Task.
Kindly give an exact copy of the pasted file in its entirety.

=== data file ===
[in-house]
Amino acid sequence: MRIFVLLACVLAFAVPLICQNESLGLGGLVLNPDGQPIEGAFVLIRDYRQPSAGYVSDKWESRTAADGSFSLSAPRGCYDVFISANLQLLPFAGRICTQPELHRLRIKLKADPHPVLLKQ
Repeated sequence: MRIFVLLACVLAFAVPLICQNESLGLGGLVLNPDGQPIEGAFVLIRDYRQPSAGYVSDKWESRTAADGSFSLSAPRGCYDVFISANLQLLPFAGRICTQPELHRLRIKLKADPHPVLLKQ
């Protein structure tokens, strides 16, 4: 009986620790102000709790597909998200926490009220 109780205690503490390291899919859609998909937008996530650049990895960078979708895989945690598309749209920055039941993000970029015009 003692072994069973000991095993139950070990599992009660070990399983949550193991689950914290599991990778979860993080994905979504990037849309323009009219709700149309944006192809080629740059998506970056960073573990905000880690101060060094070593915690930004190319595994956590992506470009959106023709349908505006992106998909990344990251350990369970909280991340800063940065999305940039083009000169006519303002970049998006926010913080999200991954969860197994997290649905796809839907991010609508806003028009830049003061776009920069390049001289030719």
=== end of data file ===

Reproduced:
[in-house]
Amino acid sequence: MRIFVLLACVLAFAVPLICQNESLGLGGLVLNPDGQPIEGAFVLIRDYRQPSAGYVSDKWESRTAADGSFSLSAPRGCYDVFISANLQLLPFAGRICTQPELHRLRIKLKADPHPVLLKQ
Repeated sequence: MRIFVLLACVLAFAVPLICQNESLGLGGLVLNPDGQPIEGAFVLIRDYRQPSAGYVSDKWESRTAADGSFSLSAPRGCYDVFISANLQLLPFAGRICTQPELHRLRIKLKADPHPVLLKQ
């Protein structure tokens, strides 16, 4: 009986620790102000709790597909998200926490009220 109780205690503490390291899919859609998909937008996530650049990895960078979708895989945690598309749209920055039941993000970029015009 003692072994069973000991095993139950070990599992009660070990399983949550193991689950914290599991990778979860993080994905979504990037849309323009009219709700149309944006192809080629740059998506970056960073573990905000880690101060060094070593915690930004190319595994956590992506470009959106023709349908505006992106998909990344990251350990369970909280991340800063940065999305940039083009000169006519303002970049998006926010913080999200991954969860197994997290649905796809839907991010609508806003028009830049003061776009920069390049001289030719």